also available in eBook version

Sleep On, Beloved by Cecil Foster

Romiette and Julio by Sharon M. Draper

     also available in audiobook version

Brown Girl in the Ring by Nalo Hopkinson

     also available in eBook and eAudiobook versions

Bad boyMy Book of Life by Angel by Martine Leavitt

     also available in eBook version

Jumped by Rita Williams-Garcia

     also available in eAudiobook version

Parable of the Sower by Octavia Butler

     also available in Audiobook version

The Thief by Fuminori Nakamura

     also available in eBook and eAudiobook versions

Split Ends by Jacquelin ThomasRomiette and Julio

The Harem by Safia Fazlul 

Your Bookmark Here: The Girl From the Well

August 17, 2014 | Margaret | Comments (0) Facebook Twitter More...

GirlFromtheWell

Usually, I'm not a fan of gory, blood-soaked horror books - they keep me up at night and give me nightmares (sad but true).  However, I am a fan of this new psychological horror book, The Girl From the Well by Rin Chupeco.  It was advertised by the publisher as "The Ring" meets "The Exorcist" (sounds good) -- and features Japanese culture and landscapes, plus Shinto doll rituals and exorcisms (love it). I'm so glad I picked up this book, nightmares notwithstanding!

Tark (short for Tarquin) has problems.  He has just moved to a new town and started a new high school.  He is considered a freak because of the strange symbols tattooed on his arms that sometimes seem to move on their own.  He is also dealing with a distant father, a mother who currently resides in a mental institution because she tried to kill Tark, oh and there is a creepy, rotting dead woman dressed in black that follows him around all the time wherever he goes.  Then there is Okiku.  Also dead....and seeking revenge.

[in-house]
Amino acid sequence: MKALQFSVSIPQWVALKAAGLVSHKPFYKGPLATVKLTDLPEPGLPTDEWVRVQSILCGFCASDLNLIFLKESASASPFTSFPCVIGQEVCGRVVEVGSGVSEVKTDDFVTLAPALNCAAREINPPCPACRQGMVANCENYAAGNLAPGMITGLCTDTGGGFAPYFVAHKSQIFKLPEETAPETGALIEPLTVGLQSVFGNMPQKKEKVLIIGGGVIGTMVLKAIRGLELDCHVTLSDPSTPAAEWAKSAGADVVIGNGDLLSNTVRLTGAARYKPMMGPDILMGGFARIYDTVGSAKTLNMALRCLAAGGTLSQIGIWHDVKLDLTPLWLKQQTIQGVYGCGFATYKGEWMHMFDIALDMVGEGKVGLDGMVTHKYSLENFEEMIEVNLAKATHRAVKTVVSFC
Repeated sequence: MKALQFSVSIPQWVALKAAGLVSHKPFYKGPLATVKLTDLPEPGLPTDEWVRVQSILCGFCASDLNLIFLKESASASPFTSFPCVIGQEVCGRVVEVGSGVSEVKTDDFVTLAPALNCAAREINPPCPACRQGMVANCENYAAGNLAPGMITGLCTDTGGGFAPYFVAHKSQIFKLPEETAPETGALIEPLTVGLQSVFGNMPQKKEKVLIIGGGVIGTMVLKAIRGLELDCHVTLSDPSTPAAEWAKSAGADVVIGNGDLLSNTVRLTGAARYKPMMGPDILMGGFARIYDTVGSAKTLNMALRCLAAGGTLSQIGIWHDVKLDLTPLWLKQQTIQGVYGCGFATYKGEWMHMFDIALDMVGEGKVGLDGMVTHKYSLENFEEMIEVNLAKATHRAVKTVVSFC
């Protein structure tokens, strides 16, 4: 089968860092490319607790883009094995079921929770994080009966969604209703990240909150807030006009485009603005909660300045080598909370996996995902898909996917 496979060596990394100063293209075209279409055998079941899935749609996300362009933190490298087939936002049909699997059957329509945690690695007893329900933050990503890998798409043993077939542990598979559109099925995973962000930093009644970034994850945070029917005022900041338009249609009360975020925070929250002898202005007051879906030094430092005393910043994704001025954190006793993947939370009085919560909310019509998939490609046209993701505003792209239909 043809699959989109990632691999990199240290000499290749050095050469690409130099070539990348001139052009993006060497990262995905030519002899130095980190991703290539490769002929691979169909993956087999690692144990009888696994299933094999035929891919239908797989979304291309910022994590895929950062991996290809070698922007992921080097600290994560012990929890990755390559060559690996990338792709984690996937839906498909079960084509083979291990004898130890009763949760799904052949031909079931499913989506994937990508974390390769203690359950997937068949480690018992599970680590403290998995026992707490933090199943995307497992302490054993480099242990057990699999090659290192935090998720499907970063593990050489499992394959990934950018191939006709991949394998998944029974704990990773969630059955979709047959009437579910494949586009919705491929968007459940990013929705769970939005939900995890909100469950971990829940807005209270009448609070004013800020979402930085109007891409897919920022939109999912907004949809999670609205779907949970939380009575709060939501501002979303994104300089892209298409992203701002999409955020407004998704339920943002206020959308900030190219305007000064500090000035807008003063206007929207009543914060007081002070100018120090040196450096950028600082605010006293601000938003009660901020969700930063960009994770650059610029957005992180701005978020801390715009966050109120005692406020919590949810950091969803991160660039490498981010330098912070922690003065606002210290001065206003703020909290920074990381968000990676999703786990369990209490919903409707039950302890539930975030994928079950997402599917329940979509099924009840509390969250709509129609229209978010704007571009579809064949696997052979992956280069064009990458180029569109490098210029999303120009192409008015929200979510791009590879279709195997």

This will not disappoint if you are a fan of creepy, disturbing books and Japanese horror movies such as The Ring or Ju On: The Grudge

 

Your Bookmark Here: "Ripper" by Stefan Petrucha

July 27, 2014 | iLibrary | Comments (0) Facebook Twitter More...

Ripper

 I loved this book for a number of reasons:

1. It is about Jack the Ripper, the world's first serial killer and the Pinkerton Detective Agency (I love Historical Fiction)

2. It features impossible gadgets & underground subways

3. It had many short chapters so I could fit them into my busy life easily. 

Carver Young is an orphan who is about to be turned out into the street, so when a crochety but famous Pinkerton detective takes him in, Carver is excited at the prospect of becoming a detective himself. But Jack the Ripper has arrived in New York and soon their lives will collide.  This is a fast paced exciting ride through the New York city of the 19th century.  Check out the book trailer for a taste of this page turning mystery.  

 

Your Bookmark Here: Scott Pilgrim: Precious Little Life